England's 20 Premier League clubs are planning a radical change that would see each team playing an extra match a season in a foreign city.
Under the proposal, from the 2010-11 season in one weekend in January there would be an extra 'international round' with 10 matches played abroad in cities such as Hong Kong, New York, Los Angeles, Singapore, Sydney, Johannesburg, Dubai and Beijing.
Premier League chief executive Richard Scudamore said: 'The 'international round' is an exciting and innovative proposal that needs careful consideration before being introduced.
'However, this concept recognises the truly global appeal of the Premier League whilst understanding that the traditions of the English game have always underpinned our success.
'We believe that an 'international round' of matches will enhance the strength of the Premier League as a competition; create extra interest in all 20 Premier League Clubs at home and abroad; and allow increased investment in talent development and acquisition, facilities as well as our football development and community programmes.'
A meeting of the 20 clubs this morning agreed in principle to the plan. The final decision whether to proceed with the plan will be made in January next year.
The idea would be to cash in on existing interest in the Premier League around the world, and the extra money generated from TV would be split equally among the 20 clubs.
The details of how the system would work have yet to be finalised but it would mean each club playing 39 games, with a draw to pick out each side's overseas match.
There would be a sporting criteria, such as league position, to decide who plays who, and under the proposal, points earned in the overseas game would count towards the final league position.
Scudamore added: 'The globalisation of sport is both an opportunity and a challenge; one that needs addressing in a responsible way.
'We are a better competition for being a cosmopolitan league and have benefited from our increased international reach.
'Nonetheless, it is critical we retain our English character by improving our efforts to produce home-grown talent, deepening our commitment to community engagement and continuing our investment in the grass-roots.'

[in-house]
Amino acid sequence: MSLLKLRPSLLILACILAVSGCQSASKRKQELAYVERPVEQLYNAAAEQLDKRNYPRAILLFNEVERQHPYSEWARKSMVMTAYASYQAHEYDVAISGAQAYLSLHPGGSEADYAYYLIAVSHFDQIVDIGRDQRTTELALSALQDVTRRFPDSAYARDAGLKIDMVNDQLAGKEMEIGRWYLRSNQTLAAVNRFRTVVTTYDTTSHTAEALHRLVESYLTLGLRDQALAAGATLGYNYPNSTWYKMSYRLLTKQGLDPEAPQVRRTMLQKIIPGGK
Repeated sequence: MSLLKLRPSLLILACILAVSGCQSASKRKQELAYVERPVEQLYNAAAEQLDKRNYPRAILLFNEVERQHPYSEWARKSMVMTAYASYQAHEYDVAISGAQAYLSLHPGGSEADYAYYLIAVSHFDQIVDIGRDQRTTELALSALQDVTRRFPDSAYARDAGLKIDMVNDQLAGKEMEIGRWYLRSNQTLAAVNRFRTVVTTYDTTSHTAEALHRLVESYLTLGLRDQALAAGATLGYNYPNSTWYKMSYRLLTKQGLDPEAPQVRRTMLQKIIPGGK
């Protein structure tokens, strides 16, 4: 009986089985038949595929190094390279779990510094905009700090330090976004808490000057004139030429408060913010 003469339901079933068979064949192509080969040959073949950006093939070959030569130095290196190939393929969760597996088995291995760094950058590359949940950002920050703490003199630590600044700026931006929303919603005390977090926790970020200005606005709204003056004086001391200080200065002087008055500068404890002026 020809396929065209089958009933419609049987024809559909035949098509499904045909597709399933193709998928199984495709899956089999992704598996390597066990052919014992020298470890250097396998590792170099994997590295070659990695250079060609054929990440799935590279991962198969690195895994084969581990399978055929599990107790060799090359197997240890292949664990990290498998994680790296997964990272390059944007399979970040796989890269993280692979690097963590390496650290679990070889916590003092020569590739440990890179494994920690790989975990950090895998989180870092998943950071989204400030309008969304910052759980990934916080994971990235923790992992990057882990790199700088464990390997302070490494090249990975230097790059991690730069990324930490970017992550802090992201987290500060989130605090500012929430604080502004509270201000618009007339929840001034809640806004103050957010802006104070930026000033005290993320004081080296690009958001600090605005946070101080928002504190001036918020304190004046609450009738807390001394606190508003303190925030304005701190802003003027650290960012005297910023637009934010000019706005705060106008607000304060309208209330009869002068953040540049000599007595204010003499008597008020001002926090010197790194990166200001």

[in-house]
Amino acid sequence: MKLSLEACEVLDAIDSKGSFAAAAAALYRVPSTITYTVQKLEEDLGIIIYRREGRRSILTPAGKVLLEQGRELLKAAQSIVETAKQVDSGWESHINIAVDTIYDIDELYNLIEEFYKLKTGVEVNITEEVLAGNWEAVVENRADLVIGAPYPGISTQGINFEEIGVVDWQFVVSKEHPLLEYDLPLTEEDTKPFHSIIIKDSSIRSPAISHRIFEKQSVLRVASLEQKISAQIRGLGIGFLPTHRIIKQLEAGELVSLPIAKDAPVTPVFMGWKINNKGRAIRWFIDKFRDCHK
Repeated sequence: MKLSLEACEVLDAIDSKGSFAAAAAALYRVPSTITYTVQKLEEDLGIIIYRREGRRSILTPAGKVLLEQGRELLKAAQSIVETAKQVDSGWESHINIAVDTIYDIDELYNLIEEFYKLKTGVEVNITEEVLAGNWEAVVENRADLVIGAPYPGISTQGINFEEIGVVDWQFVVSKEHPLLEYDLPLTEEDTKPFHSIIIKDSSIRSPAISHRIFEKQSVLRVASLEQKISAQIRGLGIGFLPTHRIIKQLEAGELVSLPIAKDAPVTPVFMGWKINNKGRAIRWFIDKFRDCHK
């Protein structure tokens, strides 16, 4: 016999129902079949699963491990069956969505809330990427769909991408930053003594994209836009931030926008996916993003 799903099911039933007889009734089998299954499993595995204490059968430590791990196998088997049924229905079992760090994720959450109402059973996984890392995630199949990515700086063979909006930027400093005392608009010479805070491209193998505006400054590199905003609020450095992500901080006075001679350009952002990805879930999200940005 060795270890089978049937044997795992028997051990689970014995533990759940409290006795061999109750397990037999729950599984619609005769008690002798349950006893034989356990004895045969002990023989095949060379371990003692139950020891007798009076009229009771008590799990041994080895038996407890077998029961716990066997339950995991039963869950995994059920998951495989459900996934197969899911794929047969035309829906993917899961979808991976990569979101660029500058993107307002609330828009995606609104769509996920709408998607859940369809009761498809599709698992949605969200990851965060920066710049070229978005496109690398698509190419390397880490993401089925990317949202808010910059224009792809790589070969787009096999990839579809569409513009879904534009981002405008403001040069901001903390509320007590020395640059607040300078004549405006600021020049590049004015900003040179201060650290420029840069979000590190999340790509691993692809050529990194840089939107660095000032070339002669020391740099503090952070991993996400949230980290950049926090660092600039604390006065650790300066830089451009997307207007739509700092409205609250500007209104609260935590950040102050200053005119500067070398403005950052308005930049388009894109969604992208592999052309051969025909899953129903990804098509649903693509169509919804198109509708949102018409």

'We will only go where we are welcome,' said Scudamore. 'We will also only do this if it is sanctioned. There are logistical challenges as it is and we will work with FIFA and UEFA to make sure the whole thing is viable.
'We have not asked them already. But there has to be a sense of geography to make the plan work. There is no point in all of these matches taking place in Asia or America. We want a spread.
'One of the reasons for that is that it creates a great domestic weekend back here. If the cities are right and the kick-off times are right, you can envisage the idea of waking up on a Saturday morning and watching five Premier League matches back-to-back and again on a Sunday.
'That has never happened. We have never had a full fixture calendar in the UK broadcast live. The concept at the moment is five cities where they would play a game on a Saturday and on a Sunday in that host city.
'There will be no club influence in terms of which host city they go to. It will be done by a draw. The current plan is the clubs will take the game they are given.'
One club source said: 'The Premier League is a global game now. Everyone knows how popular it is around the world and this proposal went down so well because every club would be involved, not just a few.
'The Premier League has always worked as a co-operative of 20 clubs and this would increase everyone's income, showcase the league to the rest of the world, and be exciting to those fans in this country who either want to travel to the game or watch it on TV.
'We now need the League to look at the proposal and see how we can take it forward.'
The Football Association reacted positively to the Premier League's move, and senior figures in the organisation were briefed about the proposal before this morning's meeting.
An FA source said: 'We understand the reasons for this proposals and the benefits it can bring to English football as a whole.'
In a later statement The FA tentatively backed the proposal with the caveat that the proposed overseas matches would not impact on Cup or England games.
The FA said in a statement: 'The FA appreciates the Premier League making us aware of this interesting proposal in advance of today's meeting.
'We understand the Premier League's desire to raise interest in English football around the world.
'We look forward to discussing the detail with the League and looking carefully at the implications, to ensure that the proposal fits well alongside the existing fixture list, including our domestic cup and league competitions and our national team games.
'We know that the Premier League are equally conscious of these issues.'
A more sceptical view was aired by a senior UEFA official, who told Reuters: 'This is no longer about football, it seems to be all about money.
FIFA confirmed they had received a proposal from the Premier League late on Thursday.
'We are looking into it and will make our views known once we have looked at all the details,' a FIFA spokesman said. FIFA statutes state: 'The Executive Committee shall be responsible for issuing provisions for organising international matches and competitions between Association teams and between League and/or club teams.
'No such match or competition shall take place without the prior permission of FIFA.'